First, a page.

For the first 70 minutes of its NCAA Tournament, no team in the whole field was more dominant than Carolina. A 32-point demolition of Marquette — a game the Heels led by 28 at half — was followed by a beatdown of Baylor for 30 minutes.
Manek and R.J. Davis are playing their best basketball of the season, and the Tar Heels can always rely on Armando Bacot for production in the middle.
The Tar Heels can be maddeningly inconsistent, but four of their last five games have been near comprehensive wins. They won at Duke convincingly, crushed Virginia in the ACC Tournament, had a letdown vs. Virginia Tech and steamrolled Marquette and Baylor (for 30 minutes).
There’s two major questions for Carolina now. Can Davis continue to play this well offensively, and will the lacking depth be tested or exposed? The Heels are basically playing five or six guys, and that can be a problem against UCLA’s physicality and Purdue’s length.
Before the season, most saw Carolina as a top-20 team. It took the Heels a while to get there, but they’ve played to that level in the last two weeks. They’re engaged on the defensive end and are absolutely able to make it to New Orleans.
Anthony Dabbundo: As impressive as Florida Gulf Coast and Oral Roberts were, Saint Peter’s taking out a college basketball blue blood and top-three national title favorite in Kentucky and reaching the Sweet 16 as a 15-seed is even more surprising than those past Cinderellas.
Saint Peter’s has an enrollment of less than 3,000 students and plays in a tiny gymnasium in the heart of Jersey City, New Jersey.
Shaheen Holloway has built an identity and culture around defense, yet it was the Peacocks’ offense going toe-to-toe with Kentucky for 40 minutes (plus overtime).
This team has struggled to score all year and lost to St. Francis (BKN), Stony Brook and Canisius. That makes it even more impressive that it reached the Sweet 16.
Doug Edert has become a tournament darling for his shot making, on-court personality and his mustache.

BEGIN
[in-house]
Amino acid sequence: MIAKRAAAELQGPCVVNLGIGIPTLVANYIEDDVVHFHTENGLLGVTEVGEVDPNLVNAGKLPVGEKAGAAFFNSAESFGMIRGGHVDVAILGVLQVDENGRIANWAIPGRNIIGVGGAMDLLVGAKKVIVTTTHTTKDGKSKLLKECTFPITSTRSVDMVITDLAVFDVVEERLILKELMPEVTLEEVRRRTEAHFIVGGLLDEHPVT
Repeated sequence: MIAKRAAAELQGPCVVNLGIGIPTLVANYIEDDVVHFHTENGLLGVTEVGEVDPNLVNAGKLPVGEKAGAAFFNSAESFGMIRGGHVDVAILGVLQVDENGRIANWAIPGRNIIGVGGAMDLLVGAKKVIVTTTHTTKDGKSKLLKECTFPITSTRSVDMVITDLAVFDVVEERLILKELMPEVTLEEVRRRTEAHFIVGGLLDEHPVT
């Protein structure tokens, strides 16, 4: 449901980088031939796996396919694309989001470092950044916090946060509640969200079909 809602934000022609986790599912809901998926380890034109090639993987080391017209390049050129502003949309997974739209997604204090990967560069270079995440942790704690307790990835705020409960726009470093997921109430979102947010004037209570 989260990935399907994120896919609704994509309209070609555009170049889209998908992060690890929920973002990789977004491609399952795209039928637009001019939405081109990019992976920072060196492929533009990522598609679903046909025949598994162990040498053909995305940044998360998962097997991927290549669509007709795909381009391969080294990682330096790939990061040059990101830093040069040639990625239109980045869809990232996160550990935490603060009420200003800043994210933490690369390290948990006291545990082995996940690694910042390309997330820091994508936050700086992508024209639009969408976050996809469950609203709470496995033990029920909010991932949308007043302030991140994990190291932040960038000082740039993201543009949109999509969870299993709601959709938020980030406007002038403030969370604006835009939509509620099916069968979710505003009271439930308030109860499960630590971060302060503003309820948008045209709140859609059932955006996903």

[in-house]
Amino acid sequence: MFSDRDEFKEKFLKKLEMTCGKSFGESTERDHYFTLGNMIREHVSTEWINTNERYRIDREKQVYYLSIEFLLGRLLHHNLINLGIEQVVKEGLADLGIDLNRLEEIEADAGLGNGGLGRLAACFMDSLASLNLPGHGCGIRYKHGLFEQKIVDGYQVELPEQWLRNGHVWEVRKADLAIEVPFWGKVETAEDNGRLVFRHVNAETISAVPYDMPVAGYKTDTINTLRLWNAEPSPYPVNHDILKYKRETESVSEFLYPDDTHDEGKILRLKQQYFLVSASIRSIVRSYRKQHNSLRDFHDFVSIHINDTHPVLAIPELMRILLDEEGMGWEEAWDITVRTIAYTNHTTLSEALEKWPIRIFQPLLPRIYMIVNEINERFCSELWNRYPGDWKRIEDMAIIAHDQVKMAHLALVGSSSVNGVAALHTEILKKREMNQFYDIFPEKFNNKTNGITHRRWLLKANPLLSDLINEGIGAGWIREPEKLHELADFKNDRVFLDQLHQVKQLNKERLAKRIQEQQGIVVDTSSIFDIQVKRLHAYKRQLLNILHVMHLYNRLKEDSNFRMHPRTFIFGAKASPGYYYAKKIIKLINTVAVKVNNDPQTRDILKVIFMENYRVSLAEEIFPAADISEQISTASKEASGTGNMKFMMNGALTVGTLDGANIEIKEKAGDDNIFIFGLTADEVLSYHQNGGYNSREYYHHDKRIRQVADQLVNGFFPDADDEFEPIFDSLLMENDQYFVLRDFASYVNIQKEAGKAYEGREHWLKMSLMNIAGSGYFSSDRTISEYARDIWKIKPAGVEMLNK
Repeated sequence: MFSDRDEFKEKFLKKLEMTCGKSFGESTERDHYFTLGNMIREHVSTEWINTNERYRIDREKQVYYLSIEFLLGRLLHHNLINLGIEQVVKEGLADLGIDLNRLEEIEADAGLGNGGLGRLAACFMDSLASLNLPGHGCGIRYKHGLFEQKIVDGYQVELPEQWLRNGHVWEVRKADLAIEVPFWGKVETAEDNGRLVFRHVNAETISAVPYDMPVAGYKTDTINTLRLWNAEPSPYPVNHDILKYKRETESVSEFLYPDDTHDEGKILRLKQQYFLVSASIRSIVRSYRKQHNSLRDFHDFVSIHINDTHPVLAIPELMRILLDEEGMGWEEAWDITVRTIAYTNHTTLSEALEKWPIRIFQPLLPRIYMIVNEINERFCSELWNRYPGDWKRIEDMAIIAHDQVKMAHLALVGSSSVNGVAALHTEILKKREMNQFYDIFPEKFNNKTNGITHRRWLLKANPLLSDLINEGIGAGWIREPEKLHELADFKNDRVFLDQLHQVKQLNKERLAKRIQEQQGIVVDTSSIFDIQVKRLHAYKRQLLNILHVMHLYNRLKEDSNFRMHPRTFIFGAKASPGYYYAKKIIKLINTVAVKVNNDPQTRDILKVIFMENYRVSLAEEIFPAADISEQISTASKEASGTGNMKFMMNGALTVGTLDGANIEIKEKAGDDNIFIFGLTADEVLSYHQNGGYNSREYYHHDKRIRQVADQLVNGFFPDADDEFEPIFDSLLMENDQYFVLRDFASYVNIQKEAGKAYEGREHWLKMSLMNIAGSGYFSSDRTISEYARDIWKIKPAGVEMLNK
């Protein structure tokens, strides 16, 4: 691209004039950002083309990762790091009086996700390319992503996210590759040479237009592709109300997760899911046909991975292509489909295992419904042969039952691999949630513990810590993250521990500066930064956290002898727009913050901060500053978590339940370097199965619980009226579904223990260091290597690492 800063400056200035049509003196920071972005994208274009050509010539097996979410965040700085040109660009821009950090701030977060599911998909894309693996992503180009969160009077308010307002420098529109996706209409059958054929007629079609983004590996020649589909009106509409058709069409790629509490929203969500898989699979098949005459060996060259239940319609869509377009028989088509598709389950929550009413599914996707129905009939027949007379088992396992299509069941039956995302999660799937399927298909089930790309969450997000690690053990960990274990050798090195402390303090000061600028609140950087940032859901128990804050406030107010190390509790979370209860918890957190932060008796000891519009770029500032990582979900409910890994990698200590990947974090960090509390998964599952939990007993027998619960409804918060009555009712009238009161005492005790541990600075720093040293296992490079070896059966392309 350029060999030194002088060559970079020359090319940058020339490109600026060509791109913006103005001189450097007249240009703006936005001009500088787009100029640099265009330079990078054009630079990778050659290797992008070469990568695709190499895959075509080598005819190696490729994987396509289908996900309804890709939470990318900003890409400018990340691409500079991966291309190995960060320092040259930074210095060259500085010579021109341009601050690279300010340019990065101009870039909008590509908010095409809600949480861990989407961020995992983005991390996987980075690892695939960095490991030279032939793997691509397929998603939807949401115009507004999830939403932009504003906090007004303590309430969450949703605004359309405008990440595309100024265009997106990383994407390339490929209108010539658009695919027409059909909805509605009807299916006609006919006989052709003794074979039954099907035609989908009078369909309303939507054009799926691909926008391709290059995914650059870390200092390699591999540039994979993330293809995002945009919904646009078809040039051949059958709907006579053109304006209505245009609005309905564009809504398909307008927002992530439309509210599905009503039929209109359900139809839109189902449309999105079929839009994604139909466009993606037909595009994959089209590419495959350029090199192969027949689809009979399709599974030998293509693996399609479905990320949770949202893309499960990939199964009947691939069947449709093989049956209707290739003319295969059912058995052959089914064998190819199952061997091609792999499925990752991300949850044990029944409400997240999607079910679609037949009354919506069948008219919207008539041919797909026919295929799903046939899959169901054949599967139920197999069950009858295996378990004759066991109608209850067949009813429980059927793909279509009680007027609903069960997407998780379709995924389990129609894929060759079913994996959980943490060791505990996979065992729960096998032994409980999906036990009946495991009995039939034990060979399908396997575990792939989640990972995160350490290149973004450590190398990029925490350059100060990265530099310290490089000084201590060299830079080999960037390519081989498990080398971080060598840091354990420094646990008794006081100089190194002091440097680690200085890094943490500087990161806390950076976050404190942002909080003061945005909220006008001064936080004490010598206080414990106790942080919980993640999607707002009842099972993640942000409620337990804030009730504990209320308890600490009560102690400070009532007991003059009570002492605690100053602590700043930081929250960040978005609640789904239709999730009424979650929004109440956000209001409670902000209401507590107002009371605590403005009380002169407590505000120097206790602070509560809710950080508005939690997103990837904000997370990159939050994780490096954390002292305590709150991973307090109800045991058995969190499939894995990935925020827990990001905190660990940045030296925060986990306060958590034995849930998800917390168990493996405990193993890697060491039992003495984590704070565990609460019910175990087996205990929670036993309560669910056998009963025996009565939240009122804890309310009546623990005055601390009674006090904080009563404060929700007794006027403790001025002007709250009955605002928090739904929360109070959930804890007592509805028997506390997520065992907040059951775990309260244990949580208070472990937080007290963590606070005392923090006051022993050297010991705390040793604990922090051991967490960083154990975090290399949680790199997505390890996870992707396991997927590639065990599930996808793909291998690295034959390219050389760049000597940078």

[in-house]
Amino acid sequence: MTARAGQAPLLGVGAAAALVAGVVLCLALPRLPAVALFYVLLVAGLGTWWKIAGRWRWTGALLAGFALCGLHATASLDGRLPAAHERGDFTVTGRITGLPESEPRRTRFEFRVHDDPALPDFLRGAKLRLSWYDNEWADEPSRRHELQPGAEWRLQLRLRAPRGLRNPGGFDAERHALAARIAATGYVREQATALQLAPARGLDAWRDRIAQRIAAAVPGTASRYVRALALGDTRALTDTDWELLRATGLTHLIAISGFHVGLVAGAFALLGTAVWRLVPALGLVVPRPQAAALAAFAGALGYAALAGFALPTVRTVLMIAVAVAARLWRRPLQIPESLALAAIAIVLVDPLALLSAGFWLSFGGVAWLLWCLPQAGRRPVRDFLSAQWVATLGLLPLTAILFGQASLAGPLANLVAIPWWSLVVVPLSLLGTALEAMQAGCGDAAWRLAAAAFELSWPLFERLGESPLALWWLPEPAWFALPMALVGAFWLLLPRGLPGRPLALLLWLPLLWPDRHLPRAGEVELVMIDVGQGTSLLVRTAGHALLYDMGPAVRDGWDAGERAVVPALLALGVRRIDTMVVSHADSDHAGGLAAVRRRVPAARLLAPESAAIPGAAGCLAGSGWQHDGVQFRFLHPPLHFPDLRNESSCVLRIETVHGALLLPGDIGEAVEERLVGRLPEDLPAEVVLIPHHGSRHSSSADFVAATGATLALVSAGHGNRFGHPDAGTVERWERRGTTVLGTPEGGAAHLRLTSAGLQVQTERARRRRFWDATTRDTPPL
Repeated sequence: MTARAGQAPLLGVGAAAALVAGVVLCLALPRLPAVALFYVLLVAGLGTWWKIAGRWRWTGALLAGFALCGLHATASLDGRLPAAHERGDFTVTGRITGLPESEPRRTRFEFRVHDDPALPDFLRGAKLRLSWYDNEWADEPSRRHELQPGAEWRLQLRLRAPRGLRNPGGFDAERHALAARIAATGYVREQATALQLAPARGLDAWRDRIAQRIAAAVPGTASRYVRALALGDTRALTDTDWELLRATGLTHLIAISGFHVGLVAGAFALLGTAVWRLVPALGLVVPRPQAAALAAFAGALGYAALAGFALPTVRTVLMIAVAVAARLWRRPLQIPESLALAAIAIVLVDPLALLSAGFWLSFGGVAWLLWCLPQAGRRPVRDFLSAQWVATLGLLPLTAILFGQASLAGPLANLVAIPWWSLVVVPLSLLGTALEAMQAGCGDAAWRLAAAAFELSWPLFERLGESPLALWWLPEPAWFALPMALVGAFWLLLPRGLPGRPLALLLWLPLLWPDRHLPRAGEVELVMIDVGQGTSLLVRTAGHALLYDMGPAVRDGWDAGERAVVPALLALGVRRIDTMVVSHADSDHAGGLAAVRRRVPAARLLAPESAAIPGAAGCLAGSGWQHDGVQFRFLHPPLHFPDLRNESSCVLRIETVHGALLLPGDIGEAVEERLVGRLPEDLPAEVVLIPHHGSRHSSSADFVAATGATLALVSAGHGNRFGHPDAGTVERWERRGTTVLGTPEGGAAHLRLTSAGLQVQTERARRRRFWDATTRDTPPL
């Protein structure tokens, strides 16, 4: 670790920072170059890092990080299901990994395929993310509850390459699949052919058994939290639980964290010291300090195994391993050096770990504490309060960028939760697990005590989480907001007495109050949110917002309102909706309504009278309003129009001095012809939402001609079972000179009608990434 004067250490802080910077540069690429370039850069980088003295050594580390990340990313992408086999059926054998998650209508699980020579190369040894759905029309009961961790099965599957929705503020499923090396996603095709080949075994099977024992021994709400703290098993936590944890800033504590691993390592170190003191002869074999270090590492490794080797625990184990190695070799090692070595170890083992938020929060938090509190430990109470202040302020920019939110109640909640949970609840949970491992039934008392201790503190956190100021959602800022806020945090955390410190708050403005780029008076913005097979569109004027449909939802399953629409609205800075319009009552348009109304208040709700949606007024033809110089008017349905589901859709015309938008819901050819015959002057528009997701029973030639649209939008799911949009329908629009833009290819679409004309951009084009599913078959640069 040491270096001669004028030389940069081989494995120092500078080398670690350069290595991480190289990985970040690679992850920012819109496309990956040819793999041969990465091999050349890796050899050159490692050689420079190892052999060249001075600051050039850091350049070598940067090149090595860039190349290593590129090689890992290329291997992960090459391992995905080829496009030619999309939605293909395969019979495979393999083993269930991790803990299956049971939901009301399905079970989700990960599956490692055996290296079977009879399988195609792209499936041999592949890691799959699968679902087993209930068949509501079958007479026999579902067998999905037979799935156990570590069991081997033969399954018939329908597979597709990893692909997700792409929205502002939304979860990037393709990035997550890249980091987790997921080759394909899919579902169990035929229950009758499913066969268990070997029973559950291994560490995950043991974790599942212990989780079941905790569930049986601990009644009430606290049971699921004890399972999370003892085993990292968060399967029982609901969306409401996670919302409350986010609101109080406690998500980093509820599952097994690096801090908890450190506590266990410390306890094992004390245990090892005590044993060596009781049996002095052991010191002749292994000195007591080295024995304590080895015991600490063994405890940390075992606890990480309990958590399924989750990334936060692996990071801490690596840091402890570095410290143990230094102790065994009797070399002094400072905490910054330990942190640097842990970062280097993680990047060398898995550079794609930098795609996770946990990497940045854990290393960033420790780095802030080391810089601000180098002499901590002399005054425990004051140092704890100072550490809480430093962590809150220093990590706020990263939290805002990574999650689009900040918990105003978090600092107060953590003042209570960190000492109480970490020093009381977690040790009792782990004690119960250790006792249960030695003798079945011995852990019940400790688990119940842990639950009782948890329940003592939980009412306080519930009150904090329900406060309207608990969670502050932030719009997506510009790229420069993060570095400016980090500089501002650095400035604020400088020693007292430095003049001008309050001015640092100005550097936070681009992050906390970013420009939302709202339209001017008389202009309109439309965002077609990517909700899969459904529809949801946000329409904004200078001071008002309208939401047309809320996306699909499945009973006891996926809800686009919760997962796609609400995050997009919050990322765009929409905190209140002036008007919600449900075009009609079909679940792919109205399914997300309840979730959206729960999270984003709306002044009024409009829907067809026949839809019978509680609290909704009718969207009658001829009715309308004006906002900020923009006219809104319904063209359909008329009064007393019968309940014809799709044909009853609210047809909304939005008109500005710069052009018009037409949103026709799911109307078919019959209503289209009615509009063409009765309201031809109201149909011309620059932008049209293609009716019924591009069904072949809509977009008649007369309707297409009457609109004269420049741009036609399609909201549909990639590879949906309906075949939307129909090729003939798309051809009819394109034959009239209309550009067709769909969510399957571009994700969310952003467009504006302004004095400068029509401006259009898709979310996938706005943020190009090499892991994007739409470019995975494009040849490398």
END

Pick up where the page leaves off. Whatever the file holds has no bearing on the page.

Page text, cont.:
They led wire-to-wire against Murray State, and the Peacocks’ ability to make teams play in the half-court can give them a chance by limiting possessions.
Purdue is a terrible matchup, as the Peacocks don’t have enough size to match the Boilers inside, or the athleticism to guard Jaden Ivey. However, we said the same thing prior to the Kentucky game.
I’m not counting out Holloway, and all of the pressure will be on the Boilermakers on Friday in Philadelphia. The sample size is small, but the last two 15 seeds to make the Sweet 16 — FGCU and Oral Roberts — both lost but covered the spread.
Anthony Dabbundo: Because I think UNC vs. UCLA is a true toss-up game, I’m taking the cop out pick and going with Purdue to make the Final Four.
The Boilermakers shouldn’t have any real problems getting past Saint Peter’s, even if Peter’s is able to cover the spread and make a game of it. Purdue’s defense has improved its ball-screen coverage in the tournament thus far, and it will have a size advantage on either UCLA or UNC if it meets either in the Elite Eight.
Purdue needs to get more from Sasha Stefanovic on the perimeter, but the Boilermakers’ ability to get to the free throw line at a very high rate makes them a tough out this weekend.
And when it comes down to the final possessions, Purdue has a guard who can create his own shot off the dribble and score on his own in Ivey. I’m not sure either UCLA or UNC have the individual defenders to cause him problems like Courtney Ramey and Texas did on Sunday.
The Boilermakers’ path makes them the most likely to advance, but their Elite Eight matchup will be very difficult either way. Also, the defense is still apt to get exposed at any moment.